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Posts tagged Oahe Dam

Lake Oahe and Partially Frozen Lake Sakakawea, USA

44.8N 100.6W

April 2nd, 2012 Category: Lakes, Rivers

USA - December 23rd, 2011

The Missouri River winds its way across this image of North and South Dakota, USA. Two large reservoirs can be seen along the river’s course: Lake Sakakawea (upper left quadrant) and Lake Oahe (lower right quadrant).

Lake Sakakawea is a reservoir in the Missouri River basin in central North Dakota. It is the third largest man-made lake in the United States, and was created by the Garrison Dam. Here, the western part of the lake appears frozen. Snow can be seen dusting the terrain across the left side of the image as well.

Lake Oahe, on the other hand, is not frozen. It is a large reservoir behind Oahe Dam on the Missouri River beginning in central South Dakota and continuing north into North Dakota in the United States. The lake has an area of 370,000 acres (1,500 km2) and a maximum depth of 205 ft (62 m). By volume, it is the fourth-largest reservoir in the US.

Lake Sharpe Behind Big Bend Dam on Missouri River, USA

44.2N 99.8W

January 6th, 2012 Category: Lakes, Rivers

USA - December 26th, 2011

What appears as a very wide section of the Missouri River in central South Dakota, USA, is the Lake Sharpe reservoir behind Big Bend Dam. The lake has an area of 56,884 acres (230.20 km2) and a maximum depth of 78 ft (24 m). Lake Sharpe is approximately 80 mi (130 km) long, with a shoreline of 200 mi (320 km).

The lake extends up the course of the Missouri River to Oahe Dam and Lake Oahe, partially visible through the clouds in the full image Both the Big Bend Dam and the Oahe Dam were built for power generation and flood control.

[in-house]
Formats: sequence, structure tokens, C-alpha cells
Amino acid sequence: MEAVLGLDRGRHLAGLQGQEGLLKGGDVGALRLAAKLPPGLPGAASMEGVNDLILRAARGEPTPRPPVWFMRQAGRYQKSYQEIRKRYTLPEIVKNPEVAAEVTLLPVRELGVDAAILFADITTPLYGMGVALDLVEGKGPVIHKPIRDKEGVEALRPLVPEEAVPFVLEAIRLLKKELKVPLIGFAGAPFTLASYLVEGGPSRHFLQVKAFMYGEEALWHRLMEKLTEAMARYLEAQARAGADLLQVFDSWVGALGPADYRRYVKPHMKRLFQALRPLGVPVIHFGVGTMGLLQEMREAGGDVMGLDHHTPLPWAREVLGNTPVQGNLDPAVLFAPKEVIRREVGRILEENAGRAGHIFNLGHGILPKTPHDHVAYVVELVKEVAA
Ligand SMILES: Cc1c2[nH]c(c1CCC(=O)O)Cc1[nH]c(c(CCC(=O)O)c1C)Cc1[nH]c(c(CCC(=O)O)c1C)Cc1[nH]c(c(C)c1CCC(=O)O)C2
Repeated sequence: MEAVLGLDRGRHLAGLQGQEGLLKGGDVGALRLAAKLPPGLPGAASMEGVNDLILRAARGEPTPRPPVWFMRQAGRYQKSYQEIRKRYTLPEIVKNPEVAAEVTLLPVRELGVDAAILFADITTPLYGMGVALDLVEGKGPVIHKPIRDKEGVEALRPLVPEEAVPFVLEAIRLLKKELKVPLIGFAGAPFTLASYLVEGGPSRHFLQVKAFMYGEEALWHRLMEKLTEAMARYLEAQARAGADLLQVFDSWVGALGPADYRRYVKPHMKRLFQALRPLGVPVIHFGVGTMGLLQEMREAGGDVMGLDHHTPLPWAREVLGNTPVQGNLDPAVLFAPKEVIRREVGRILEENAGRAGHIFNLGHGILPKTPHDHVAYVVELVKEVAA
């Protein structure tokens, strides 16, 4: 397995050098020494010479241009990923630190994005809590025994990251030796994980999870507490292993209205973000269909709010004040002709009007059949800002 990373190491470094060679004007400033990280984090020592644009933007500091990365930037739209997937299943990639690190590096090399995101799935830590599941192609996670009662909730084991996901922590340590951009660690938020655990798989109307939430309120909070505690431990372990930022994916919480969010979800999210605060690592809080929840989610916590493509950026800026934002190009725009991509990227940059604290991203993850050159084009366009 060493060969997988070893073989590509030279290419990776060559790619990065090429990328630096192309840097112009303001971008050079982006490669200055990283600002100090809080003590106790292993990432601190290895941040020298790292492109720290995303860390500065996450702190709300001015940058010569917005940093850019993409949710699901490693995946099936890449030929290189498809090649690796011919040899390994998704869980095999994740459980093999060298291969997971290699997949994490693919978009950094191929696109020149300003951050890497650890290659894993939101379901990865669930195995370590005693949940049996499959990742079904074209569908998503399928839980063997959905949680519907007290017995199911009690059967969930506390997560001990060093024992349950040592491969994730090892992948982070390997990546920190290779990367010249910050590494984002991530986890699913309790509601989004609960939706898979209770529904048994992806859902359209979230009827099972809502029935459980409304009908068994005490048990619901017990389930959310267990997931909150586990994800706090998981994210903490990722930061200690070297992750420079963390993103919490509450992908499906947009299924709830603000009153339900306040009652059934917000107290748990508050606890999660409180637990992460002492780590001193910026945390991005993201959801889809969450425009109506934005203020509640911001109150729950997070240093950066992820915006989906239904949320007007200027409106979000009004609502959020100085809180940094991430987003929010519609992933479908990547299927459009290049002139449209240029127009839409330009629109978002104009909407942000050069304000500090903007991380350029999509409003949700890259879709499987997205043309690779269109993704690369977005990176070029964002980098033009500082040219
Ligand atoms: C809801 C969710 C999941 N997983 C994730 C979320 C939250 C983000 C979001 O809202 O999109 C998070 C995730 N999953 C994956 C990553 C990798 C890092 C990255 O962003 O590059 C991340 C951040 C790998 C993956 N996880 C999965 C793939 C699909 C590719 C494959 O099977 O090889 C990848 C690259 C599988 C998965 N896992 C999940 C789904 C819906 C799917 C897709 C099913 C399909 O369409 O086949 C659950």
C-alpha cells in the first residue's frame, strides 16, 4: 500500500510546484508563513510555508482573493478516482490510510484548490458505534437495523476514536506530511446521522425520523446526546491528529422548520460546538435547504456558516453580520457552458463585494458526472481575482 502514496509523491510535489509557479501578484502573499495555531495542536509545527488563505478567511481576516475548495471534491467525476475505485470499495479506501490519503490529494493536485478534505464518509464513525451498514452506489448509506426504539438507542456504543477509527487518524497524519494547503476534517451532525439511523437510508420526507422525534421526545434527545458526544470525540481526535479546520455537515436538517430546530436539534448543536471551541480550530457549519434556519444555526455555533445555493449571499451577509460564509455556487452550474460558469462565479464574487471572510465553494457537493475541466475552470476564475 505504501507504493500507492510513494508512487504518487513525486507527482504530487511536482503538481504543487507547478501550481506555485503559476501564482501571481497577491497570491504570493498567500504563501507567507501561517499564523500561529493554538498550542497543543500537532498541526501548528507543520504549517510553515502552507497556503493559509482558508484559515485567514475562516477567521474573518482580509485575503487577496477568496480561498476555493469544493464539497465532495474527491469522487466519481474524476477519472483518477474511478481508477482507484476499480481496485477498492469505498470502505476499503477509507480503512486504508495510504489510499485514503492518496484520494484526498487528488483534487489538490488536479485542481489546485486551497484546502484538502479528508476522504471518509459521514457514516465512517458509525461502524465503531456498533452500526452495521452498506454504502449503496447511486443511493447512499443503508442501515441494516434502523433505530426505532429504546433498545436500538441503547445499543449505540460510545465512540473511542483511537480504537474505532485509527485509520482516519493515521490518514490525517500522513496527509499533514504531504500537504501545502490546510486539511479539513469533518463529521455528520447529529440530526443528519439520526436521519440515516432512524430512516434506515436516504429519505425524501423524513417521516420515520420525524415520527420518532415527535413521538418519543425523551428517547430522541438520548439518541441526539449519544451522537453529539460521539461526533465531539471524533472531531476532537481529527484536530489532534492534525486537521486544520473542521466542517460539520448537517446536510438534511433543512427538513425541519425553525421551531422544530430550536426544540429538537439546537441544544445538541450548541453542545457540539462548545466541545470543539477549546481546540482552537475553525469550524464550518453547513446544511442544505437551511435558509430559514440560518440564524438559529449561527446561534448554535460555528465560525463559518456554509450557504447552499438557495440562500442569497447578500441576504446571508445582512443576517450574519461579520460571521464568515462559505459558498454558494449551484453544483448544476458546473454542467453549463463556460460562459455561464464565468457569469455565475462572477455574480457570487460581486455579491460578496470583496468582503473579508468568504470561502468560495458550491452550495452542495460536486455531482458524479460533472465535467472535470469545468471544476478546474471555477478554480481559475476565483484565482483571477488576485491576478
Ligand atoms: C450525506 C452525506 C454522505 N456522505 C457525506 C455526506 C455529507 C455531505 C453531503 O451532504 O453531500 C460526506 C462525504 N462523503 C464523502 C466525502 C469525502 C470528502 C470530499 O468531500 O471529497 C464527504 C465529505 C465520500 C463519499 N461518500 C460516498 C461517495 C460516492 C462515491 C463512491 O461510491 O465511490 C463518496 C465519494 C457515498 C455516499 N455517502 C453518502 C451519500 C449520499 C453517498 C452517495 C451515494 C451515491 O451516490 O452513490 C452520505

Lake Oahe and Missouri River, South Dakota, USA

January 6th, 2009 Category: Fires, Rivers

Lake Oahe and Missouri River, South Dakota, USA - November 27th, 2008

Lake Oahe and Missouri River, South Dakota, USA - November 27th, 2008

The river snaking its way across this image of part of South Dakota, USA is the Missouri River. The lower segments reveal some sediments, while the wider navy blue parts actually constitute Lake Oahe.

The rest of the area seems primarily used for agriculture. To the left, we can see a white patch of snow covering some fields.

Lake Oahe is the 4th largest man-made reservoir in the United States. It stretches 231 miles (372 km) up the course of the Missouri to Bismarck, North Dakota.

Lake Oahe was created by the Oahe Dam, a large man-made dam along the Missouri River, just north of Pierre, South Dakota in the United States.

The dam’s powerplant provides electricity for much of the north-central United States. The project provides flood control, electric power, irrigation, and navigation benefits, estimated by the Corps of Engineers at $150,000,000 per year.

However, the construment of the dam also caused much displacement of the American Indian population, as the Cheyenne River Indian Reservation and Standing Rock Reservation lost huge parcels of land, including much of their prime agricultural acreage.

source Wikipedia

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